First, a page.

Tuesday, March 22, 2011

The Songs That Are to Come



Protest that endures is motivated by something far more humble than any prospect of human success---it endures because acquiescence would be detrimental to one's heart and spirit.  
 ~ Wendell Berry


Manifesto: The Mad Farmer Liberation Front

Love the quick profit, the annual raise,
vacation with pay. Want more
of everything ready-made. Be afraid
to know your neighbors and to die.
And you will have a window in your head.
Not even your future will be a mystery
any more. Your mind will be punched in a card
and shut away in a little drawer.
When they want you to buy something
they will call you. When they want you
to die for profit they will let you know.
So, friends, every day do something
that won't compute. Love the Lord.
Love the world. Work for nothing.
Take all that you have and be poor.
Love someone who does not deserve it.
Denounce the government and embrace
the flag. Hope to live in that free
republic for which it stands.
Give your approval to all you cannot
understand. Praise ignorance, for what man
has not encountered he has not destroyed.
Ask the questions that have no answers.
Invest in the millennium. Plant sequoias.
Say that your main crop is the forest
that you did not plant,
that you will not live to harvest.
Say that the leaves are harvested
when they have rotted into the mold.
Call that profit. Prophesy such returns.
Put your faith in the two inches of humus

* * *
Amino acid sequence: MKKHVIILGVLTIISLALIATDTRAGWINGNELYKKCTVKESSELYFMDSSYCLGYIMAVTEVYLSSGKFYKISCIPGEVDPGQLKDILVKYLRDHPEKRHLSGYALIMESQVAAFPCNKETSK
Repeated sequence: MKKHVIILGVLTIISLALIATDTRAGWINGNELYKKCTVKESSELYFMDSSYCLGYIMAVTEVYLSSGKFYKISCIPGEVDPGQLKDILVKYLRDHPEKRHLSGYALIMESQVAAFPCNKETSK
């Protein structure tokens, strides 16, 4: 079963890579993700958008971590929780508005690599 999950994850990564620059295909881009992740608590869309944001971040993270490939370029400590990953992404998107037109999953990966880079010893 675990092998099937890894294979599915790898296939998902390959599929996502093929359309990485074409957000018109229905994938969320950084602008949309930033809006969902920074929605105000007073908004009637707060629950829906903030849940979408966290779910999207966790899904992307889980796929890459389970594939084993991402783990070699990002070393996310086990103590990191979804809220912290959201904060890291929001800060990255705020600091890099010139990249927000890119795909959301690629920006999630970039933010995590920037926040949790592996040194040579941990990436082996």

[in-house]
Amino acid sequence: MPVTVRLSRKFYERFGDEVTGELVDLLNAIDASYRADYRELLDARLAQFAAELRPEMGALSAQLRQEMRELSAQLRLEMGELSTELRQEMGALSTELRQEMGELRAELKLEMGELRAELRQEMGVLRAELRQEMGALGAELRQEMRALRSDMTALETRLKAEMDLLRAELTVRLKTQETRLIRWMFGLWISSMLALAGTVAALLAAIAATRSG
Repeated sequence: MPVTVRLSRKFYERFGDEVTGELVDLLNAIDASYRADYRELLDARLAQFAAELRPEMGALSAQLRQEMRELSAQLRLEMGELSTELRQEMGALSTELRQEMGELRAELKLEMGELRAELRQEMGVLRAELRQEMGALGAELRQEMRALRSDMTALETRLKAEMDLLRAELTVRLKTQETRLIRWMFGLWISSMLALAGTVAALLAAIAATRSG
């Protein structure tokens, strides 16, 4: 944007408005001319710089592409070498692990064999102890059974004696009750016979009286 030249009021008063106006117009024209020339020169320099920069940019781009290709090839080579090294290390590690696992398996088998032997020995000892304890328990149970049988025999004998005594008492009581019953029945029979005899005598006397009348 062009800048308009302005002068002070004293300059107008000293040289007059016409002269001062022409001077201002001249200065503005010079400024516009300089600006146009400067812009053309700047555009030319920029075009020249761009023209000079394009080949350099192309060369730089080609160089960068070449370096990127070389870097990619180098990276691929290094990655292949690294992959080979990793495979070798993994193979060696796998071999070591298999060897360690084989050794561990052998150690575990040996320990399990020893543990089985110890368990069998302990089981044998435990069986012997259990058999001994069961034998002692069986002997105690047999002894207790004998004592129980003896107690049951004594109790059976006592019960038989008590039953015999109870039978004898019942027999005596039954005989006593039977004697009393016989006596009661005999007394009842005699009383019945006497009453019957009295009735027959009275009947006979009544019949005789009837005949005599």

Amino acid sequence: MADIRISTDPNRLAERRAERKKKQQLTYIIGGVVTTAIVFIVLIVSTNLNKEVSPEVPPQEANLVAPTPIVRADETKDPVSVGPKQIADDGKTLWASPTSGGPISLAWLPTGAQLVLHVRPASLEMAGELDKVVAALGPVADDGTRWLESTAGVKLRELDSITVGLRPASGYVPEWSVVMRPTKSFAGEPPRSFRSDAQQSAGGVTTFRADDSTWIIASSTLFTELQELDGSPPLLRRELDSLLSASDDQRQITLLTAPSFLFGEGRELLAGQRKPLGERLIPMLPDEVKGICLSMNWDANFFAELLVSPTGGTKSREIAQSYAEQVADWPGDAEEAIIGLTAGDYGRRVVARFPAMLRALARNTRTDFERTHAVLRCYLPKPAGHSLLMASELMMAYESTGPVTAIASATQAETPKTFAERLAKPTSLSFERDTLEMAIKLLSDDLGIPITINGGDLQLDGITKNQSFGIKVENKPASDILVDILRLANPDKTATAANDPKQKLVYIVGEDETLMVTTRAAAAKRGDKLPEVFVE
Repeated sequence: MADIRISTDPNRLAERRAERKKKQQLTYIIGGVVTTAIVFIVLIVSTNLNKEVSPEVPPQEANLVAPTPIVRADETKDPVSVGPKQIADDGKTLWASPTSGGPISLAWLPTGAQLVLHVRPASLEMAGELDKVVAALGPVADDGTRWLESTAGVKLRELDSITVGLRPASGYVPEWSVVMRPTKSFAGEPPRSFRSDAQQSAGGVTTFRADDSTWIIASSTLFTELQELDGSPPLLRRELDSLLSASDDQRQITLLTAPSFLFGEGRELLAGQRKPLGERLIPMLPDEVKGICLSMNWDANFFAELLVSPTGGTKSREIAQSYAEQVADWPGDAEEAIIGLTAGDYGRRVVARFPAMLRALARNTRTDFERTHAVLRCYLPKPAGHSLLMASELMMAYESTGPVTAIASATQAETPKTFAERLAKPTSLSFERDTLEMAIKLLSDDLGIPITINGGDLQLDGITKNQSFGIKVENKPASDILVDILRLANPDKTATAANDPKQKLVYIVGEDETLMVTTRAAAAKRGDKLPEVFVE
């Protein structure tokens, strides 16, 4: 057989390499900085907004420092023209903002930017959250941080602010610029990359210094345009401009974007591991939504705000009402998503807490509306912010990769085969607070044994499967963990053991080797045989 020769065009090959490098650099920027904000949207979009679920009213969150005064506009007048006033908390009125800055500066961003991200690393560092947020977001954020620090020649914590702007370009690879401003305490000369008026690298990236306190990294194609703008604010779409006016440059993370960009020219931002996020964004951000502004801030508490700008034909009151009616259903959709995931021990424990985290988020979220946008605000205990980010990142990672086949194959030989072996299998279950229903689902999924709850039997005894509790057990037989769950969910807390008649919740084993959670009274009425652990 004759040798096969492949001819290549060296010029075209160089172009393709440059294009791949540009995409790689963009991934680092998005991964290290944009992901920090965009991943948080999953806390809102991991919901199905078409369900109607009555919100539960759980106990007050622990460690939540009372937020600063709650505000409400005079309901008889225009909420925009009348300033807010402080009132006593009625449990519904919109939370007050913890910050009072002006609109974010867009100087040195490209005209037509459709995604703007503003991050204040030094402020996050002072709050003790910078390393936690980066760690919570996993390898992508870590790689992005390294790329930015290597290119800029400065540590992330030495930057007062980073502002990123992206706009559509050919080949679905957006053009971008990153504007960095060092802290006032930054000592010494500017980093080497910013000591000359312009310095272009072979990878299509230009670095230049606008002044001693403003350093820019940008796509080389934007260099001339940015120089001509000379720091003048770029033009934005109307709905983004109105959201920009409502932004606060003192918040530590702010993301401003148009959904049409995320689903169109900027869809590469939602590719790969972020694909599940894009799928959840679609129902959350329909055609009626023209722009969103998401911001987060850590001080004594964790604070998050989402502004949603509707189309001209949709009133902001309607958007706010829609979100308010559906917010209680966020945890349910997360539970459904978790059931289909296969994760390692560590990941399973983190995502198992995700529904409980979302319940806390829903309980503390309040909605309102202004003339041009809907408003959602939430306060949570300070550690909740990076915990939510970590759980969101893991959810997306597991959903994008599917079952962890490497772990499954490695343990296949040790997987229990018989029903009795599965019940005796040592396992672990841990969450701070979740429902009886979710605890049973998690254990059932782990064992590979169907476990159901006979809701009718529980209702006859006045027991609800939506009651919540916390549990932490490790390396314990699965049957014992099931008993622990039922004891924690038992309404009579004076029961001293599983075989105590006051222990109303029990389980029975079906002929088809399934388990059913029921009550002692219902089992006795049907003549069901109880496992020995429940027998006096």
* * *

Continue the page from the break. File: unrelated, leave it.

that will build under the trees
every thousand years.
Listen to carrion -- put your ear
close, and hear the faint chattering
of the songs that are to come.
Expect the end of the world. Laugh.
Laughter is immeasurable. Be joyful
though you have considered all the facts.
So long as women do not go cheap
for power, please women more than men.
Ask yourself: Will this satisfy
a woman satisfied to bear a child?
Will this disturb the sleep
of a woman near to giving birth?
Go with your love to the field.
Lie easy in the shade. Rest your head
in her lap. Swear allegiance
to what is nighest your thoughts.
As soon as the generals and politicos
can predict the motions of your mind,
lose it. Leave it as a sign
to mark the false trail, the way
you didn't go. Be like the fox
who makes more tracks than necessary,
some in the wrong direction.
Practice resurrection.

~ Wendell Berry




Painting: Winslow Homer   "5:30 a.m."

The photograph is mine: My back yard last summer.

19 comments:

  1. Maybe it's because I am a farm girl at heart. I just love Wendell Berry. So much great imagery here. Thanks!

    ReplyDelete
  2. It makes me want to quit my job and devote myself to art. Okay, I already want to do that, but this poem almost pushed me over the edge. Thank you.

    ReplyDelete
  3. Wendell Berry, the Kentucky voice that springs eternal from the fertile soil of our beautiful and beloved land.

    ReplyDelete
  4. Betty, I'm glad we share a fondness for Wendell. You choose such wonderful poems for your Tuesday poetry day. They always grab me by the heart.

    Fluid Idleness, I can imagine no finer way to spend the rest of my life than devoted to art, in all its forms. Do join me. :)

    Cletis, I can no longer think of Wendell without thinking of you, down there in Kentucky, fighting the good fight.

    ReplyDelete
  5. Berry is a fine poet and his subject matter conjures up such touching (to me) memories.

    ReplyDelete